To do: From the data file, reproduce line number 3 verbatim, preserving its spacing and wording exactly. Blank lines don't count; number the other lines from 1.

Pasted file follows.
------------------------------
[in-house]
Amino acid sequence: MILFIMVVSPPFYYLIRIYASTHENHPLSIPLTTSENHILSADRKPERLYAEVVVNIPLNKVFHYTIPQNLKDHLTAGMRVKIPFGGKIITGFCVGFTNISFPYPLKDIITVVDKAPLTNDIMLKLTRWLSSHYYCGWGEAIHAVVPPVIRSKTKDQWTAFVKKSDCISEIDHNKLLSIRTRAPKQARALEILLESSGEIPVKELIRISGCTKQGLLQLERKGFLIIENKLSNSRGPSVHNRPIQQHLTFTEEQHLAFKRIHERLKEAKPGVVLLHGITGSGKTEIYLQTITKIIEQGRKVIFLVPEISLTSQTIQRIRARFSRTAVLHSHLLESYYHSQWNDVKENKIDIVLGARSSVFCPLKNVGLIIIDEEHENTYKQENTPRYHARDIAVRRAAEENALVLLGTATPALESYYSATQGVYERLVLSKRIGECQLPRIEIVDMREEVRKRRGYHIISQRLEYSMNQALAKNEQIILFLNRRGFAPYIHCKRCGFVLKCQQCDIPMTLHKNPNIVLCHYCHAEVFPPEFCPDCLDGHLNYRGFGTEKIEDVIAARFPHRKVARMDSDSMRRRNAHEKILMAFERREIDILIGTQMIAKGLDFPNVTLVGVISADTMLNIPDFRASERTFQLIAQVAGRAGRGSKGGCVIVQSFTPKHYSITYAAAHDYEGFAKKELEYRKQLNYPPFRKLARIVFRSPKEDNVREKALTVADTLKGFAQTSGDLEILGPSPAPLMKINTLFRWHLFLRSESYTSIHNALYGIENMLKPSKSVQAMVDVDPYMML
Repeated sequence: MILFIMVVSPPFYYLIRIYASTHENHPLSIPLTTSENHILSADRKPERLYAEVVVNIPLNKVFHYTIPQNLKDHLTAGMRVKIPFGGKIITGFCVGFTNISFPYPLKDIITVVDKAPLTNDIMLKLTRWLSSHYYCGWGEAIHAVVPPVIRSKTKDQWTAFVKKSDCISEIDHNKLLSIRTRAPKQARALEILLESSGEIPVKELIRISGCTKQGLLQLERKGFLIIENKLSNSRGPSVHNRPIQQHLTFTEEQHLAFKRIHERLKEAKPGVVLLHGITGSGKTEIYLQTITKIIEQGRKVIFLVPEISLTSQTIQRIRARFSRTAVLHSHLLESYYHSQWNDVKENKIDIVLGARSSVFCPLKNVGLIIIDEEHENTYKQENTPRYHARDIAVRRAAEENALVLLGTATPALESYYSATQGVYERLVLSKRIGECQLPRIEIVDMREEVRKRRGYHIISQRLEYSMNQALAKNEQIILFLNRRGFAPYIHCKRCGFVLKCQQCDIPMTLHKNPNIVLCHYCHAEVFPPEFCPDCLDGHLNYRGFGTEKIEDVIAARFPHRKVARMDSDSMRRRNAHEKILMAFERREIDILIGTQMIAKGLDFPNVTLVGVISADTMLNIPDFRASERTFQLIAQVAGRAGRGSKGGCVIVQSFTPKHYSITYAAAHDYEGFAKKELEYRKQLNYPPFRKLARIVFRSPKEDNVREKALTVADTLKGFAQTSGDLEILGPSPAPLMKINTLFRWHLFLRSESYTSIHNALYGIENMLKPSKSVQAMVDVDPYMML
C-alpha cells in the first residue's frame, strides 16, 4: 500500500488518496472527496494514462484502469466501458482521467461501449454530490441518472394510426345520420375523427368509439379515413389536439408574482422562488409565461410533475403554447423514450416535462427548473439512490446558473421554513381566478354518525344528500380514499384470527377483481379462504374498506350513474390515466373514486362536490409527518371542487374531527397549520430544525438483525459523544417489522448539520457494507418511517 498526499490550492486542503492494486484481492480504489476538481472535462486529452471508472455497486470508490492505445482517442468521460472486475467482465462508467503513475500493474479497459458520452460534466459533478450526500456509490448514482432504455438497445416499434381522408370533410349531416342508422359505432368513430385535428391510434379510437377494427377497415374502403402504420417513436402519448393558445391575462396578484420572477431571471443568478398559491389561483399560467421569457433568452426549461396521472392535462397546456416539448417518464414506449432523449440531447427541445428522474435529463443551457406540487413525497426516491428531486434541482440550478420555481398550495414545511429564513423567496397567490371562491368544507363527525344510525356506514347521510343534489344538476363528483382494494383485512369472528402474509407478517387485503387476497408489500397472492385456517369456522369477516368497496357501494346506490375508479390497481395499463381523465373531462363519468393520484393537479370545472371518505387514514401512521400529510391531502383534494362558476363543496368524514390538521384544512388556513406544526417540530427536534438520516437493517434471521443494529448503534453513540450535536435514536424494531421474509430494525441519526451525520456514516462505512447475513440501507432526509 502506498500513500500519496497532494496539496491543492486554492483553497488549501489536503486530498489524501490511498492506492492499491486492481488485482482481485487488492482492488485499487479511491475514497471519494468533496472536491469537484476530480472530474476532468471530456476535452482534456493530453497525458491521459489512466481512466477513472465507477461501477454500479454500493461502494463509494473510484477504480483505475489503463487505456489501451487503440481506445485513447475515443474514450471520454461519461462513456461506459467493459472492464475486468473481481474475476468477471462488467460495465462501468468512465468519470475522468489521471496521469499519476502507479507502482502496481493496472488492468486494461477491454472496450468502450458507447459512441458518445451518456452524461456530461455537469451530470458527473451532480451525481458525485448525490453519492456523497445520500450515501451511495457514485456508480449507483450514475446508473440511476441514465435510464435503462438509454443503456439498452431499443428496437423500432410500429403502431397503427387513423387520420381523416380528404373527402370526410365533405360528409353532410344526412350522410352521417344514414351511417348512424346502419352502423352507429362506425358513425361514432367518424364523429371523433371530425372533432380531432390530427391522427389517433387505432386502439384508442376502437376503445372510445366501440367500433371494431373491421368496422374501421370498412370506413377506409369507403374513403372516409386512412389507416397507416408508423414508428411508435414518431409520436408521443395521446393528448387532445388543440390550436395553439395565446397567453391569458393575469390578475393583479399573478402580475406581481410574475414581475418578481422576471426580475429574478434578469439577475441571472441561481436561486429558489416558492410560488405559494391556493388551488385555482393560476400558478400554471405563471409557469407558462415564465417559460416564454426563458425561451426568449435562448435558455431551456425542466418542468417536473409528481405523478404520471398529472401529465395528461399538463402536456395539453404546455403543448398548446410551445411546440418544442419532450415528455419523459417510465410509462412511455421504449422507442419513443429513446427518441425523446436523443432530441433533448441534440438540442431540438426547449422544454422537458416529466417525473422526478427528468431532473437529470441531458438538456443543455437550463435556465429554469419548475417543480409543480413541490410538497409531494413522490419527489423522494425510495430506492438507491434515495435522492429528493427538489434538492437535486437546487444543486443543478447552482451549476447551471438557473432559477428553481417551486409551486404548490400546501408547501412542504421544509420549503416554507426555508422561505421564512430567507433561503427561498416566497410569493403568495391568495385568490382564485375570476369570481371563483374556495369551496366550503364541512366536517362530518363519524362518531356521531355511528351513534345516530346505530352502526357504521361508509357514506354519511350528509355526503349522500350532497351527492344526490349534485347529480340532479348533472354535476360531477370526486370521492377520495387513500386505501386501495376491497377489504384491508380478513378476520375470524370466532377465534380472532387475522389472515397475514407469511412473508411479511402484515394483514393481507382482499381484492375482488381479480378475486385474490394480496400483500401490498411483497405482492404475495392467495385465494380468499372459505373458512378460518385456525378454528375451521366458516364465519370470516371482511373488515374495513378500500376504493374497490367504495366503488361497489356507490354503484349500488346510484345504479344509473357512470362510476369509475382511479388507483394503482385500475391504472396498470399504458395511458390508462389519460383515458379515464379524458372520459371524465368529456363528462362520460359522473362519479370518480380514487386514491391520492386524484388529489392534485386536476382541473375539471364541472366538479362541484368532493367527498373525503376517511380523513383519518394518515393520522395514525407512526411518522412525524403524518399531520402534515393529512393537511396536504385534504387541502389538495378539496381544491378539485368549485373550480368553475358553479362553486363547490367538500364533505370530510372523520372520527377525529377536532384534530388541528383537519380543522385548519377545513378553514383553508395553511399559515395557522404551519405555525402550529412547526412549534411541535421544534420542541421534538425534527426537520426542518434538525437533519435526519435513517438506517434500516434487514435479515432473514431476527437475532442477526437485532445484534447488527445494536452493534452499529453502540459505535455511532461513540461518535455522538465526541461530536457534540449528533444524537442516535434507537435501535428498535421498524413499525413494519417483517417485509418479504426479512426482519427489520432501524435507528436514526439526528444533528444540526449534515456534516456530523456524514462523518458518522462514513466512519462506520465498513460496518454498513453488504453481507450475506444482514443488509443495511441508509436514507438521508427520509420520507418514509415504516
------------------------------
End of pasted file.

Repeated sequence: MILFIMVVSPPFYYLIRIYASTHENHPLSIPLTTSENHILSADRKPERLYAEVVVNIPLNKVFHYTIPQNLKDHLTAGMRVKIPFGGKIITGFCVGFTNISFPYPLKDIITVVDKAPLTNDIMLKLTRWLSSHYYCGWGEAIHAVVPPVIRSKTKDQWTAFVKKSDCISEIDHNKLLSIRTRAPKQARALEILLESSGEIPVKELIRISGCTKQGLLQLERKGFLIIENKLSNSRGPSVHNRPIQQHLTFTEEQHLAFKRIHERLKEAKPGVVLLHGITGSGKTEIYLQTITKIIEQGRKVIFLVPEISLTSQTIQRIRARFSRTAVLHSHLLESYYHSQWNDVKENKIDIVLGARSSVFCPLKNVGLIIIDEEHENTYKQENTPRYHARDIAVRRAAEENALVLLGTATPALESYYSATQGVYERLVLSKRIGECQLPRIEIVDMREEVRKRRGYHIISQRLEYSMNQALAKNEQIILFLNRRGFAPYIHCKRCGFVLKCQQCDIPMTLHKNPNIVLCHYCHAEVFPPEFCPDCLDGHLNYRGFGTEKIEDVIAARFPHRKVARMDSDSMRRRNAHEKILMAFERREIDILIGTQMIAKGLDFPNVTLVGVISADTMLNIPDFRASERTFQLIAQVAGRAGRGSKGGCVIVQSFTPKHYSITYAAAHDYEGFAKKELEYRKQLNYPPFRKLARIVFRSPKEDNVREKALTVADTLKGFAQTSGDLEILGPSPAPLMKINTLFRWHLFLRSESYTSIHNALYGIENMLKPSKSVQAMVDVDPYMML